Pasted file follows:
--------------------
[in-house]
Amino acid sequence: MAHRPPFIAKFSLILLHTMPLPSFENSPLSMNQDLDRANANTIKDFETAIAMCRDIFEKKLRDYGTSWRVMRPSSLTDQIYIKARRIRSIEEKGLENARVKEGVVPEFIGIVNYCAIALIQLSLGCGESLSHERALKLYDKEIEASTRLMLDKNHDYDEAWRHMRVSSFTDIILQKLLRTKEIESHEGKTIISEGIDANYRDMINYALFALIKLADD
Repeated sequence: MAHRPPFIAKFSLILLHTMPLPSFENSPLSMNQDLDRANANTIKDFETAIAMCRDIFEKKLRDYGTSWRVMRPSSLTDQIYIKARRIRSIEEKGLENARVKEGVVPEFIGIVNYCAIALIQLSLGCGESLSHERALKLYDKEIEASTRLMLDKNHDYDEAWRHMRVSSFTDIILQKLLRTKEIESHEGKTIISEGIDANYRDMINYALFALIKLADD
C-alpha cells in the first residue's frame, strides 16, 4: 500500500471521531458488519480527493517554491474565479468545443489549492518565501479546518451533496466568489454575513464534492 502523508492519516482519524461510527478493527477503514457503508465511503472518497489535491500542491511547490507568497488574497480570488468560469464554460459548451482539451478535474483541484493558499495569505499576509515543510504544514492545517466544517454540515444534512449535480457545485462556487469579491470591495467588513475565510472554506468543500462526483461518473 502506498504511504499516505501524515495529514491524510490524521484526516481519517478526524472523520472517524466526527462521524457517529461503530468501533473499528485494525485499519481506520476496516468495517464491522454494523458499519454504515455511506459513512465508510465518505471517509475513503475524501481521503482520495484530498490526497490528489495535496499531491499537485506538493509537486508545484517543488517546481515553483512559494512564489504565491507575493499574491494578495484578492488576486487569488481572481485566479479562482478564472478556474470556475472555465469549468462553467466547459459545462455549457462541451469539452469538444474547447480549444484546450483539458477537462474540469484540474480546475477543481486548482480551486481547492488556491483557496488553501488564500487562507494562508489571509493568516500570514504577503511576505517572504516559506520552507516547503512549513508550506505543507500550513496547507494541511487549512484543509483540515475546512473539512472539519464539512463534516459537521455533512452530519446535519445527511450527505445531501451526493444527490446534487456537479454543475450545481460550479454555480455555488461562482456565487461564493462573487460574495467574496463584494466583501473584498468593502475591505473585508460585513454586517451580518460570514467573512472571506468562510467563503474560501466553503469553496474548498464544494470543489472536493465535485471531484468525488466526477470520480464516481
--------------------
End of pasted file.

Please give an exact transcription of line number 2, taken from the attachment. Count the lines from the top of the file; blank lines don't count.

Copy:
Amino acid sequence: MAHRPPFIAKFSLILLHTMPLPSFENSPLSMNQDLDRANANTIKDFETAIAMCRDIFEKKLRDYGTSWRVMRPSSLTDQIYIKARRIRSIEEKGLENARVKEGVVPEFIGIVNYCAIALIQLSLGCGESLSHERALKLYDKEIEASTRLMLDKNHDYDEAWRHMRVSSFTDIILQKLLRTKEIESHEGKTIISEGIDANYRDMINYALFALIKLADD